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rpm, sometimes, is not wildcard friendly. To search files installed from package this could be useful.
change PACKAGENAME to any package do you want to search
This command gives a model information of a computer. Also useful in determining the host is a VM machine or actual physical machine.
Useful in scripts while you just need an IP address in a variable.
I've had this as mute.sh in my ~/bin/ for some time.
greps for search word in directory and below (defaults to cd).
-i case insensitive
-n shows line number
-H shows file name
kills all pids matching the search term of "PROCESS". Be careful what you wish for :)
Note that the file at the given path will have the contents of the (still) deleted file, but it is a new file with a new node number; in other words, this restores the data, but it does not actually "undelete" the old file.
I posted a function declaration encapsulating this functionality to http://www.reddit.com/r/programming/comments/7yx6f/how_to_undelete_any_open_deleted_file_in_linux/c07sqwe (please excuse the crap formatting).
If the 'lm' flag is present, then the CPU is 64-bit.
If no output, then CPU is 32-bit.
From 'man netstat'
"netstat -i | -I interface [-abdnt] [-f address_family] [-M core] [-N system]
Show the state of all network interfaces or a single interface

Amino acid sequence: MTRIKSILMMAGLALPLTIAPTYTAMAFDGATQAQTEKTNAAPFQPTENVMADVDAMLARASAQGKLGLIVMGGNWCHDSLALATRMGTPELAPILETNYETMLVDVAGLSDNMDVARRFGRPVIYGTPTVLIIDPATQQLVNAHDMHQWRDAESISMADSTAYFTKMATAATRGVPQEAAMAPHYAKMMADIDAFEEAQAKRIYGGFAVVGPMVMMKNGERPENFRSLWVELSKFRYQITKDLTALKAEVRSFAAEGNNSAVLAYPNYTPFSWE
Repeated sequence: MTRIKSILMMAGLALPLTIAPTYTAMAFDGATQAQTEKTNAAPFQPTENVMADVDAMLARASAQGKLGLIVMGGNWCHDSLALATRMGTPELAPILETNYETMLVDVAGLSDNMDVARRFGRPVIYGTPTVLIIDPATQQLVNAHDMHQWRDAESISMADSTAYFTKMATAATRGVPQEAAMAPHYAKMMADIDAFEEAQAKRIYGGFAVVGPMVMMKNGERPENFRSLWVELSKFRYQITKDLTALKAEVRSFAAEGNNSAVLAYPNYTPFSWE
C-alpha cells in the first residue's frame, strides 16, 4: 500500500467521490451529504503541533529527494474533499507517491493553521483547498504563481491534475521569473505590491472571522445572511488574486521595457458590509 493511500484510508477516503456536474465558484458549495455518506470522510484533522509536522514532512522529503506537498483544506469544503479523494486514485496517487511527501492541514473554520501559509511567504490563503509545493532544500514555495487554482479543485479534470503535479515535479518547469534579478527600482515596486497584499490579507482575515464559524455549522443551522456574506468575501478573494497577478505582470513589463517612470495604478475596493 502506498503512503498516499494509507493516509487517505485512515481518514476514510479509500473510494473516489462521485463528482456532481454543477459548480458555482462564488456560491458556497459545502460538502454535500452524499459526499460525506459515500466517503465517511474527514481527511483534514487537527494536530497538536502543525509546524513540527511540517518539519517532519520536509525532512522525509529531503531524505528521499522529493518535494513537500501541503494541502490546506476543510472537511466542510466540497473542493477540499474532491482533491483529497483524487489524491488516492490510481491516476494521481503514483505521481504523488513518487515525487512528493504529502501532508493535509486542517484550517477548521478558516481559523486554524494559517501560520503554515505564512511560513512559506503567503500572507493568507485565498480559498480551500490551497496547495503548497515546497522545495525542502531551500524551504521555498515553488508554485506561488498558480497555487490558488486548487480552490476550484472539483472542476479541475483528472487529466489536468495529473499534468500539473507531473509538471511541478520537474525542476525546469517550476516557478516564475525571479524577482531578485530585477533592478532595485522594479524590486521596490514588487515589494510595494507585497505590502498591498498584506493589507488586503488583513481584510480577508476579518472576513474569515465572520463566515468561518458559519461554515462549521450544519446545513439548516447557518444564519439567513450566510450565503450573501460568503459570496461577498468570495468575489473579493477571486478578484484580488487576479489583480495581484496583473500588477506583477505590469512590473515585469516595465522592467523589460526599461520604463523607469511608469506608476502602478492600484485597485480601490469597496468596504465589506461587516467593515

which have been auto-configured (interfaces statically configured
into a system, but not located at boot time are not shown). An
asterisk (``*'') after an interface name indicates that the
interface is ``down''. If -a is also present, multicast
addresses currently in use are shown for each Ethernet interface
and for each IP interface address. Multicast addresses are shown
on separate lines following the interface address with which they
are associated. If -b is also present, show the number of bytes
in and out. If -d is also present, show the number of dropped
packets. If -t is also present, show the contents of watchdog
This is a nice way to kill processes.. the example here is for firefox!!! substitute firefox for whatever the process name is...
To save the result, redirect the output to another file.
grep -v "^$" file1 > file2
Useful to check DDoS attacks on servers.
Yet another ps grep function, but this one includes the column headings.
My variant on this common function. Some highlights:
Allows you to override the default ps args of "aux"
Uses bracket trick to omit the grep process itself without having to use a second grep
Always prints the correct header row of ps output
Limitations: Ugly ps error output if you forget to quote your multi word grep argument